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5.0 out of 5 stars
'Welcome 2 My Nightmare', I think you're gonna like it., 18 Sept. 2011
There is a magic when Alice Cooper and his George Martin; that other legendary record producer Bob Ezrin, get together and create.
That magic is in plentiful supply on this sequel to their 1975 work of art.
This one is as instantly addictive as a Hammer House of Horror and will keep you awake, as there isn't a bad song on the album.
The variety and quality that the Coop served up on the albums of his 1970's heyday has returned to the menu, just as rock n' roll got too homogenized.
The genius of this record saves the music industry from the endless mundane rock releases of this century, quite simply this is the best work Alice has recorded since the sounds of the seventies when he was King.
From the haunting piano references to 'Steven' woven into a tapestry of a new nightmare, 'I Am Made Of You' sets the scene, sounding fresh and current with auto tune used for effect, but unlike Cher's 'Believe' this is also old school and believeable, as original Nightmare gunslinger Steve Hunter plays a guitar solo like there is no tomorrow.
'Caffeine' has more hooks than AC/DC and as 'The Nightmare Returns', 'A Runaway Train' takes the senses for a ride as the co written Dennis Dunaway offering sees him, Neal Smith and Michael Bruce reunited on record with the man who took the name of the greatest American band of the early seventies.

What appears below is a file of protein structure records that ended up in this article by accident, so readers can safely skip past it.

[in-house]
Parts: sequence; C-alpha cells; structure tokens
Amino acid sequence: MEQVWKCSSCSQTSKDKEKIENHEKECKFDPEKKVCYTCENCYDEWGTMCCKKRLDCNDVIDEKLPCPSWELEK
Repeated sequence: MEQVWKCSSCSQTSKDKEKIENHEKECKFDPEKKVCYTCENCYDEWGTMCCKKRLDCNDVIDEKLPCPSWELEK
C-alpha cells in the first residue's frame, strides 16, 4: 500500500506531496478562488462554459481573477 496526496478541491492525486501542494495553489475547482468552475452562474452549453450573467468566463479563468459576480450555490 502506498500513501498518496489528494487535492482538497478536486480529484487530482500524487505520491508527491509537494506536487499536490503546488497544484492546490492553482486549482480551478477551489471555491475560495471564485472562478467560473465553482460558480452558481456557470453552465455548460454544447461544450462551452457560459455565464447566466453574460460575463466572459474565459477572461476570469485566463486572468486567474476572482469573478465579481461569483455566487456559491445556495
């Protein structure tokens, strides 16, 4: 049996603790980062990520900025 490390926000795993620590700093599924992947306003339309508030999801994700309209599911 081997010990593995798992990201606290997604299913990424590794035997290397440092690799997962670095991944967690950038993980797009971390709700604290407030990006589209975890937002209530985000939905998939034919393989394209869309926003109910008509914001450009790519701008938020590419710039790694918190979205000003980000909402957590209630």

The chemistry is there for all to hear on the other two classics they all play on; the Smith co written 'I'll Bite Your Face Off' which could make it onto a Stones album and the disturbing nightmare of abuse, 'When Hell Comes Home', the Bruce contribution that reminds us what a great tunesmith he is.
'Last Man On Earth' emphasises that Alice is not afraid to throw a curve ball as he has done in the past, with the likes of 'Some Folks' and 'Crazy Little Child' and there is also a Jim Morrison feel to this one.
'Disco Bloodbath Boogie Fever' and 'Ghouls Gone Wild' add that Alice Cooper light hearted yet twisted sense of humour in some sort of Disco Nightmare, but brilliant all the same.
There is even a tip of the hat to the King of Pop himself with the strong musical reference to 'Beat It', the Ke$ha collaboration on 'What Baby Wants', but Jackson went to Vincent Price after Alice, so it's pay back when this is surely released as a hit single?
The King of Shock Rock still delivers a ballad that only he and other original Nightmare guitar hero Dick Wagner could have come up with, 'Something To Remember Me By' was around years ago, but is now the 'Only Women Bleed' and 'I Never Cry' of this decade.
'The Underture' is the perfect ending to a great album, an orchesteral tour de force of both Nightmares, that sees both Hunter and Wagner on guitar on an Alice Cooper record again.
A great piece of work mixing old and new and bringing to the fore the emerging talent of Tommy Henriksen, a major contributor to the album.
Alice Cooper Welcome 2 My Nightmare, how are you gonna follow this?
Steven Crayn September 2011